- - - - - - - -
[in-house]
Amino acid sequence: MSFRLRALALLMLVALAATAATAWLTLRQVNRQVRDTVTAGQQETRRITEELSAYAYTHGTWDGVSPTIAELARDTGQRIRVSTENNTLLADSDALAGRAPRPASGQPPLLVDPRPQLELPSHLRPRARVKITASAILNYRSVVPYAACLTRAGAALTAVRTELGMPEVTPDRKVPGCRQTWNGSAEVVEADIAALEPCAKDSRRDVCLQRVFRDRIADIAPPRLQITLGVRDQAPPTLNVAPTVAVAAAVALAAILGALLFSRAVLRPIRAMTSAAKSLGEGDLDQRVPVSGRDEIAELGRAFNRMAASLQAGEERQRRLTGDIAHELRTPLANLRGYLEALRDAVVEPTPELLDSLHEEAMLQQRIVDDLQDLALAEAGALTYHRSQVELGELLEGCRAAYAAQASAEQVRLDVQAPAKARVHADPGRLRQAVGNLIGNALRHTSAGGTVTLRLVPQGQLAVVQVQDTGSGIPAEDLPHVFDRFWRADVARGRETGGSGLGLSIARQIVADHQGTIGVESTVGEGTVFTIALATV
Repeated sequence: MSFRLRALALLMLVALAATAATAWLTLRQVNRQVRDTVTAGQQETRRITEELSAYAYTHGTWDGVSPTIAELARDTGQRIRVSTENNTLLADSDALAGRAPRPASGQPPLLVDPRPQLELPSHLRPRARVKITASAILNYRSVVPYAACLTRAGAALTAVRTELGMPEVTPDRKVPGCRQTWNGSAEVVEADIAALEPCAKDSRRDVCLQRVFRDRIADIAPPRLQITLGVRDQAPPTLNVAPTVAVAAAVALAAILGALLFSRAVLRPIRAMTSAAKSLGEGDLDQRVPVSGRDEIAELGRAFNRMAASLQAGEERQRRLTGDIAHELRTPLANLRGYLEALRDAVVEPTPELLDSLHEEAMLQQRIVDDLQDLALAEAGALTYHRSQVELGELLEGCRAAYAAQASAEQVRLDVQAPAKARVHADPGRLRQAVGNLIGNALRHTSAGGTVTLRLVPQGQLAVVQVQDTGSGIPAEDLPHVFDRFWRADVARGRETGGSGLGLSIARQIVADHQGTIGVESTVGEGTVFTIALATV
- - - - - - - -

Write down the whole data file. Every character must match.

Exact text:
[in-house]
Amino acid sequence: MSFRLRALALLMLVALAATAATAWLTLRQVNRQVRDTVTAGQQETRRITEELSAYAYTHGTWDGVSPTIAELARDTGQRIRVSTENNTLLADSDALAGRAPRPASGQPPLLVDPRPQLELPSHLRPRARVKITASAILNYRSVVPYAACLTRAGAALTAVRTELGMPEVTPDRKVPGCRQTWNGSAEVVEADIAALEPCAKDSRRDVCLQRVFRDRIADIAPPRLQITLGVRDQAPPTLNVAPTVAVAAAVALAAILGALLFSRAVLRPIRAMTSAAKSLGEGDLDQRVPVSGRDEIAELGRAFNRMAASLQAGEERQRRLTGDIAHELRTPLANLRGYLEALRDAVVEPTPELLDSLHEEAMLQQRIVDDLQDLALAEAGALTYHRSQVELGELLEGCRAAYAAQASAEQVRLDVQAPAKARVHADPGRLRQAVGNLIGNALRHTSAGGTVTLRLVPQGQLAVVQVQDTGSGIPAEDLPHVFDRFWRADVARGRETGGSGLGLSIARQIVADHQGTIGVESTVGEGTVFTIALATV
Repeated sequence: MSFRLRALALLMLVALAATAATAWLTLRQVNRQVRDTVTAGQQETRRITEELSAYAYTHGTWDGVSPTIAELARDTGQRIRVSTENNTLLADSDALAGRAPRPASGQPPLLVDPRPQLELPSHLRPRARVKITASAILNYRSVVPYAACLTRAGAALTAVRTELGMPEVTPDRKVPGCRQTWNGSAEVVEADIAALEPCAKDSRRDVCLQRVFRDRIADIAPPRLQITLGVRDQAPPTLNVAPTVAVAAAVALAAILGALLFSRAVLRPIRAMTSAAKSLGEGDLDQRVPVSGRDEIAELGRAFNRMAASLQAGEERQRRLTGDIAHELRTPLANLRGYLEALRDAVVEPTPELLDSLHEEAMLQQRIVDDLQDLALAEAGALTYHRSQVELGELLEGCRAAYAAQASAEQVRLDVQAPAKARVHADPGRLRQAVGNLIGNALRHTSAGGTVTLRLVPQGQLAVVQVQDTGSGIPAEDLPHVFDRFWRADVARGRETGGSGLGLSIARQIVADHQGTIGVESTVGEGTVFTIALATV